So millions of people have benefited around the world from these native, natural plant medicines. We take and use their technology, but then we do not admit the wisdom and usefulness of their source. 
"Most of the time scientists balk at recognizing that 'Stone Age Indians' could have developed anything. According to the usual theory, Indians stumbled on nature's useful molecules by chance experimentation. In the case of curare, this explenation seems improbable. There are forty types of curares in the Amazon, made from seventy plant species... To produce it, it is necessary to combine several plants and boil them for at least seventy-two hours, while avoiding the fragrant but mortal vapors emitted by the broth. The final product is a paste that is inactive unless injected under the skin. If swallowed it has no effect. it is difficult to see how anybody could have stumbled on this recipe by chance experimentation." (Narby, p. 40.)
And if you ask a shaman how they made these incredibly useful discoveries, they often say "The plants told me," or "The creator gave it to us." Which is hard for us western-know-it-alls to believe; but not so hard to believe that we won't synthesize their discoveries and help ourselves to their medical benefits. 
"An extract of the Pilocarpus jaborandi bush used by the Kayapo and the Guajajara had recently been turned into glaucoma remedy by Merck, the multinational pharmaceutical company, which was also devising a new anti-coagulant based on the tikiuba plant of the Uru-eu-Wau-Wau. The fruit of the Couroupita guienensis used by the Achuar to treat fungal infections, and the leaves of the Aristolochia vine brewed into a tea by the Tirio for the relief of stomache, also attracted interest, along with many other unidentified plants that indigenous Amazonians use to cure skin lesions, diarrhea, snakebite, and so on." (Narby, p. 41.)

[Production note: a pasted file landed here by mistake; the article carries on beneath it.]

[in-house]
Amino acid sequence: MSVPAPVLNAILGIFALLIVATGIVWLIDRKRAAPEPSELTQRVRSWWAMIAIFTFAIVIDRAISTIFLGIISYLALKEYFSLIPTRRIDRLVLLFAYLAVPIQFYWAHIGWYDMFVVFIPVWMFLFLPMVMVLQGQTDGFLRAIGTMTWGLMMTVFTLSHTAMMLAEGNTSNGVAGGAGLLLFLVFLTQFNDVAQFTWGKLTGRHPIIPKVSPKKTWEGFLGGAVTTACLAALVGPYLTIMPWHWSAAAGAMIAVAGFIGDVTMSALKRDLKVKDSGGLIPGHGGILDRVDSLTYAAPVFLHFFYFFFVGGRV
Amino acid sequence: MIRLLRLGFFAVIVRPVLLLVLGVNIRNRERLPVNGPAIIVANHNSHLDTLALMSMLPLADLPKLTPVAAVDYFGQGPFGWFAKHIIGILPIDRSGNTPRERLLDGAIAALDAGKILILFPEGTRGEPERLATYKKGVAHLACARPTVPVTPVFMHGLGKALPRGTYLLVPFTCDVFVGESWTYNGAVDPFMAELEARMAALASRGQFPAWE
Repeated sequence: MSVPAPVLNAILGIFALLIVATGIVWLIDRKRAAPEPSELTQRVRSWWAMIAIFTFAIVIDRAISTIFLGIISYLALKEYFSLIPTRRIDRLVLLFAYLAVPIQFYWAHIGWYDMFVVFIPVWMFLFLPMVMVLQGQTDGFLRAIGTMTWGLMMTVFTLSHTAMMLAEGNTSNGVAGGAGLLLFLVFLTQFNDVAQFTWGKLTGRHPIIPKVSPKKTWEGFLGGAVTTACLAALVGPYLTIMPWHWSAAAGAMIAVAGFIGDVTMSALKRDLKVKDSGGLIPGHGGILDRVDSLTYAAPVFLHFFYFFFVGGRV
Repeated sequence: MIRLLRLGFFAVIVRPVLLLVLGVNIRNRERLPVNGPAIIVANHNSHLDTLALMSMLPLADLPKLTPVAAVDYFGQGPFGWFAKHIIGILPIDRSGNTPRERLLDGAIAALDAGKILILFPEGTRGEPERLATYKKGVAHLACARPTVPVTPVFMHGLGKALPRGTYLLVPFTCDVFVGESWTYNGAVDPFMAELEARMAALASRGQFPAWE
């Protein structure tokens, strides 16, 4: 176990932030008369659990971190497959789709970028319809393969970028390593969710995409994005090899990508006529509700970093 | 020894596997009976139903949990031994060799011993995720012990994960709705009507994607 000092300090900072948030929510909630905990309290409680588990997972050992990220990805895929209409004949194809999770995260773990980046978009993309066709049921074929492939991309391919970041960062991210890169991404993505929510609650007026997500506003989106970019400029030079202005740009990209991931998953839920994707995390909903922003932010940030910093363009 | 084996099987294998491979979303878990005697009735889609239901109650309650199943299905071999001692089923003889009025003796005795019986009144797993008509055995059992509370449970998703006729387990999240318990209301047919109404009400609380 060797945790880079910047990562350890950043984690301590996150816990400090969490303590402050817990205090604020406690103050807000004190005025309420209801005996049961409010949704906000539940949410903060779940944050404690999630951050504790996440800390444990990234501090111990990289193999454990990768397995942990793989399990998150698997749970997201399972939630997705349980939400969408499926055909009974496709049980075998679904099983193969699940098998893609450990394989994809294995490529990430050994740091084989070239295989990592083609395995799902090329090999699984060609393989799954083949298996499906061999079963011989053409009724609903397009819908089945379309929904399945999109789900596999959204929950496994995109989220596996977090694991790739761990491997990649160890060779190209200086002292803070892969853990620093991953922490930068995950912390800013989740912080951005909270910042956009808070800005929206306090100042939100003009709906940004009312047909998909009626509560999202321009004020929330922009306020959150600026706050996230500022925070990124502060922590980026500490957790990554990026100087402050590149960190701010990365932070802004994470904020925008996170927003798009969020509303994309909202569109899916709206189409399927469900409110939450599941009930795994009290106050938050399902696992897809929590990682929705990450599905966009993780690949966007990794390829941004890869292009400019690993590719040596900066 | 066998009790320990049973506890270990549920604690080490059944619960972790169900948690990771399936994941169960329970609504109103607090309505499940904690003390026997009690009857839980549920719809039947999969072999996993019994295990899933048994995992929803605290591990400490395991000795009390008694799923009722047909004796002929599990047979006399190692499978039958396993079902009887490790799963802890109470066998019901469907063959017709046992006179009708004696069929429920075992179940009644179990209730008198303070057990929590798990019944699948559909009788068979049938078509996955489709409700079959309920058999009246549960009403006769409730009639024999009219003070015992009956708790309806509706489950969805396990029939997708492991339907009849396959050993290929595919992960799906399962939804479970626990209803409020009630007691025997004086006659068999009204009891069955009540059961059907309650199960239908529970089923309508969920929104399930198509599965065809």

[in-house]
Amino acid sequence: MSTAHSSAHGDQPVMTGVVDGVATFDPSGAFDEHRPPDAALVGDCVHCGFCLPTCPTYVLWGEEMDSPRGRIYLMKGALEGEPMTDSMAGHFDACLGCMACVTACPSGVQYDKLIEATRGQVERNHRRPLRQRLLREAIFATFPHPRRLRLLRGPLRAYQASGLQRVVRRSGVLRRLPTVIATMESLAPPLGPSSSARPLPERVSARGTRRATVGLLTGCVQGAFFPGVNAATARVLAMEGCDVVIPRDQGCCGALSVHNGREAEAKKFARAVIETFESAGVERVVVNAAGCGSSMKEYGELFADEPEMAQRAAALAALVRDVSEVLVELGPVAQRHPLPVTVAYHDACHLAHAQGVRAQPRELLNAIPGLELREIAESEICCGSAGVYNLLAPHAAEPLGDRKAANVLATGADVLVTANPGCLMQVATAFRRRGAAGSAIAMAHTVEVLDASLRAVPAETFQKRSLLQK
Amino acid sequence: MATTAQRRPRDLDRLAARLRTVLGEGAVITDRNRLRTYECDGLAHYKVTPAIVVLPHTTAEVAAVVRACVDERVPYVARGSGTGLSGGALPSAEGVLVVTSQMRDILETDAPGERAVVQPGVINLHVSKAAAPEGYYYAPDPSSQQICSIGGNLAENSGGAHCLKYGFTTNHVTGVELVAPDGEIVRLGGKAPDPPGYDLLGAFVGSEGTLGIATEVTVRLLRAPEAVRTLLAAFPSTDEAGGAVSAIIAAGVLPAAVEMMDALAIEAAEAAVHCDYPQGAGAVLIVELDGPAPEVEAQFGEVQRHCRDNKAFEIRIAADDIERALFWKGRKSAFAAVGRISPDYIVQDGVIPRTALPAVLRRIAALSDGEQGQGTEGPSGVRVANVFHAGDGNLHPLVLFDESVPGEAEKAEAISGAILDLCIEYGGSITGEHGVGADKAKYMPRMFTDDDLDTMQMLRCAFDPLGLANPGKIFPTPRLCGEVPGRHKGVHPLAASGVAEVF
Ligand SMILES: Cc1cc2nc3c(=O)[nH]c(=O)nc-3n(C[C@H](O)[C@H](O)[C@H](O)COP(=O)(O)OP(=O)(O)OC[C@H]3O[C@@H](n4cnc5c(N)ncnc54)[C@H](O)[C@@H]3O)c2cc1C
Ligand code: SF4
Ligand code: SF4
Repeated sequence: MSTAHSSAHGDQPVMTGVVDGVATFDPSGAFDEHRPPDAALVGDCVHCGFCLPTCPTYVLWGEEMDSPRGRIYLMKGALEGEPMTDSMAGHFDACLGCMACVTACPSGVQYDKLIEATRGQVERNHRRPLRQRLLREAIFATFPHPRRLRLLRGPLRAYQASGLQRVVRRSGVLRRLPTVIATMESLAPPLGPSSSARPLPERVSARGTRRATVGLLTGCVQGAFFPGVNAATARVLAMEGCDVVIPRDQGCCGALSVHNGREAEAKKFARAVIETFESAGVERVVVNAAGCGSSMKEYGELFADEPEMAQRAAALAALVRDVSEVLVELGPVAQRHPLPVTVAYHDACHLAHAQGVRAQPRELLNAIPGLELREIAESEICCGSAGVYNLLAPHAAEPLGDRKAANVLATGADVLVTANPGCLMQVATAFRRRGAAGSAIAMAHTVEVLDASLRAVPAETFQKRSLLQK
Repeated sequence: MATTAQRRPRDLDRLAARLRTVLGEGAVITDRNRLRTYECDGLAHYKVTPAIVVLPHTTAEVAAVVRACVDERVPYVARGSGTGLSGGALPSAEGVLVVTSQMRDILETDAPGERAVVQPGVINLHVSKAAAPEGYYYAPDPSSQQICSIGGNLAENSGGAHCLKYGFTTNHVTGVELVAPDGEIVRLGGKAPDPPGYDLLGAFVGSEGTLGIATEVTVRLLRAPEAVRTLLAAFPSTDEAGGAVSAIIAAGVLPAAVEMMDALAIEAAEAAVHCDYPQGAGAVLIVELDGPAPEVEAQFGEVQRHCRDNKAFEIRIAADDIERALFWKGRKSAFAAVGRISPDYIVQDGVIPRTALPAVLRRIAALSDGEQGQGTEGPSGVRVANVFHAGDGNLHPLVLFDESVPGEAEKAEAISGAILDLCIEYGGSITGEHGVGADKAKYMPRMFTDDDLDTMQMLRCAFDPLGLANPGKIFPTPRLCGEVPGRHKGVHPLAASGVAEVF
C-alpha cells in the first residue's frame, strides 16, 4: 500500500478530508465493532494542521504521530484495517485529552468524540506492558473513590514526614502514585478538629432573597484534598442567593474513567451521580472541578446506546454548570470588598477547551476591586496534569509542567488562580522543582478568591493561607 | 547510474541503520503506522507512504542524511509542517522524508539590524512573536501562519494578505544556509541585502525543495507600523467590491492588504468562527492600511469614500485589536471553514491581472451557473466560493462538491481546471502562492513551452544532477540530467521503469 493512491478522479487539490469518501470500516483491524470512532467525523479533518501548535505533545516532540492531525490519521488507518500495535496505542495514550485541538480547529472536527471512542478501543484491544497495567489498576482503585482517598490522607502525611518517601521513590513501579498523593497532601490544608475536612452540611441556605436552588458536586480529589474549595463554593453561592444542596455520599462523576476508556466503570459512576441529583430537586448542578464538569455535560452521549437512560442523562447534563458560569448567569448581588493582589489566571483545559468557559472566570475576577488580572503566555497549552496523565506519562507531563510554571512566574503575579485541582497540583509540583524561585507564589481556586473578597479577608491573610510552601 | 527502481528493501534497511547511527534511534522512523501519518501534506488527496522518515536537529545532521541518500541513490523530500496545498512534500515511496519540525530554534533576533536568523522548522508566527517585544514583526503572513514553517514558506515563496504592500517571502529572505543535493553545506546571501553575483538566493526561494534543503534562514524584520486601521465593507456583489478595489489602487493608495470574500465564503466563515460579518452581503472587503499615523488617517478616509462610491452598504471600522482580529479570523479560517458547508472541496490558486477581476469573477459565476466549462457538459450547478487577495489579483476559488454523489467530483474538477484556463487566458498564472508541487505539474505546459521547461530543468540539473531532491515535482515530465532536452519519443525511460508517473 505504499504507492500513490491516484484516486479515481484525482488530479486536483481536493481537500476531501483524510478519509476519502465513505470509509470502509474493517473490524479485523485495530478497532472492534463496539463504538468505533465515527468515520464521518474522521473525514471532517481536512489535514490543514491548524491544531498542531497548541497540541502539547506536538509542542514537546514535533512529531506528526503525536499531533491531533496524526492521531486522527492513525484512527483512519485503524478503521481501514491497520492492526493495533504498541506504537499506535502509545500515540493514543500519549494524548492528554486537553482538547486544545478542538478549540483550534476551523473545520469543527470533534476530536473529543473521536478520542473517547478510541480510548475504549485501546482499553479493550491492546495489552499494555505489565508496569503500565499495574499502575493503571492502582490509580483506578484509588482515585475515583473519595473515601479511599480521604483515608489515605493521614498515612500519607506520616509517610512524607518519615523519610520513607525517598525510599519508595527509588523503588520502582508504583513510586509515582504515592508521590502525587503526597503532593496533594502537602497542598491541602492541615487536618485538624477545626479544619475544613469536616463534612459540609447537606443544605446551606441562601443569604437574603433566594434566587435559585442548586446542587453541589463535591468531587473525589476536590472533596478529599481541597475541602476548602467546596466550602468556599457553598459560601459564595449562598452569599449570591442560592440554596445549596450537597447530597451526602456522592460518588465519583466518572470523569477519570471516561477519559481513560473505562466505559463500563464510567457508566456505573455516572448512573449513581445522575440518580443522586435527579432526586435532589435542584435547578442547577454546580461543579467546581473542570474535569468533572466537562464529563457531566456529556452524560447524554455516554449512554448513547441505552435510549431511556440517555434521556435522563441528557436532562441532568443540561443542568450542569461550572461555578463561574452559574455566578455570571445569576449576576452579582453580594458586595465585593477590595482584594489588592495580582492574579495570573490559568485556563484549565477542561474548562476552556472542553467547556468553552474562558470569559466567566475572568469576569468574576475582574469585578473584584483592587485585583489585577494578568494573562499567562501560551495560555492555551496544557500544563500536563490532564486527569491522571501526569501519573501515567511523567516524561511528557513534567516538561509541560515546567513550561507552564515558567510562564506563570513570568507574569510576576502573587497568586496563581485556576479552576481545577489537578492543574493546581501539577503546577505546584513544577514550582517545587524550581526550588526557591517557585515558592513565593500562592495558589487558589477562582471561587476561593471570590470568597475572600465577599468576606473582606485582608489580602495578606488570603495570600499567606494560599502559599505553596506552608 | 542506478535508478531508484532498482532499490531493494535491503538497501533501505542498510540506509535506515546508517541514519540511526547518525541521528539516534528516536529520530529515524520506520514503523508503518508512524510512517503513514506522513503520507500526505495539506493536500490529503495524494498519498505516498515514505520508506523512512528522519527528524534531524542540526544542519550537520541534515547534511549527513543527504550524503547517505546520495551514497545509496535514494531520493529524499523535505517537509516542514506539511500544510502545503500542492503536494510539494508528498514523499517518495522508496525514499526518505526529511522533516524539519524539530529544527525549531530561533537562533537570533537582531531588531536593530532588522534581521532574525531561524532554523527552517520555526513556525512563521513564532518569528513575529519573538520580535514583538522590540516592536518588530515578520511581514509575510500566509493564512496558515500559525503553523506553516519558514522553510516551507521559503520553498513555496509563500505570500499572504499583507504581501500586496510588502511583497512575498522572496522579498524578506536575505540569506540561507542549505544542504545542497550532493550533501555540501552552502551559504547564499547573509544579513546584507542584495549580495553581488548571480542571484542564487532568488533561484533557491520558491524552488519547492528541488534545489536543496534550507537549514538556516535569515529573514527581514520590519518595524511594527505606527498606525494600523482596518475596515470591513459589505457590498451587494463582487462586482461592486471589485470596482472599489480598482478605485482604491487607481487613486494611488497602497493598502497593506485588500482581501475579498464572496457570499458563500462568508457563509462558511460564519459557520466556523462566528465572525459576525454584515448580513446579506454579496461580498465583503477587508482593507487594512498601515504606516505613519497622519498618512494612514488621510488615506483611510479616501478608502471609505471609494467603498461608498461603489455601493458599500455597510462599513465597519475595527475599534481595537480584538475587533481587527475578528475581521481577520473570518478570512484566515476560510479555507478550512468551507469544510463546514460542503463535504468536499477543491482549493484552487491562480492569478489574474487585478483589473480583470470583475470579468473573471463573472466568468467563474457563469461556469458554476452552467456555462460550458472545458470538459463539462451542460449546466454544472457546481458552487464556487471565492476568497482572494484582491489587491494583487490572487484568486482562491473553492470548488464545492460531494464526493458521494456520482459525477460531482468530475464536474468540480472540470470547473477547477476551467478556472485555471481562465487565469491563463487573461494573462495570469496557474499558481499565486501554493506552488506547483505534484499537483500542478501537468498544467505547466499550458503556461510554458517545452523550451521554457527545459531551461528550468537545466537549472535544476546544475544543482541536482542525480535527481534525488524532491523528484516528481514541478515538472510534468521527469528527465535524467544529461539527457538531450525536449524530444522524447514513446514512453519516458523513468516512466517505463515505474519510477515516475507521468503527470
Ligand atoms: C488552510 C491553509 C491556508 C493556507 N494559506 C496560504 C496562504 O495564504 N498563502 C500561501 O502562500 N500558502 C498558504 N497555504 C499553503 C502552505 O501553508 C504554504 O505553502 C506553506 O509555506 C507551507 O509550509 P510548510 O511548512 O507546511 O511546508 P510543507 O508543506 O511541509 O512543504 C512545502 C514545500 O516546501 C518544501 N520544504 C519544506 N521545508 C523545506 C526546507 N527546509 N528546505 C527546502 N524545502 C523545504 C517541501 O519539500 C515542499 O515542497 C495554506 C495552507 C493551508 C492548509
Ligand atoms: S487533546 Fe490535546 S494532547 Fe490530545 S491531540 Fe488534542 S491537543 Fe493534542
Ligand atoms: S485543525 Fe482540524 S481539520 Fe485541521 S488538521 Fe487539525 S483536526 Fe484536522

Image from
We know already that the Amazon is truly a pharmacy full of useful stuff that we definitely need. Still, "One of the most important reasons for protecting the Amazon Rain Forest is for all the medicine we don't even know about yet. There's so much to learn and discover." (Fowler)

To learn more about to help save the rainforests, check out and raise money for it without actually spending any of your own, simply by using for your web searches. It is simply a portal to Yahoo!, but donations are made to the World Land Trust for every search made through them - easy, painless, and helpful :-) 

Monday, August 12, 2013

Terrorists are like sharks: Avoid drunk driving. Irrational fears decrease safety.

Taxidermed shark, in The Oceanographic Museum of Monaco
Fear cows. Graphic by

On a recent tour through southern France, i brought a group of American high school students, their teachers and families, to Monaco, where i recommended they all visit The Oceanographic Museum.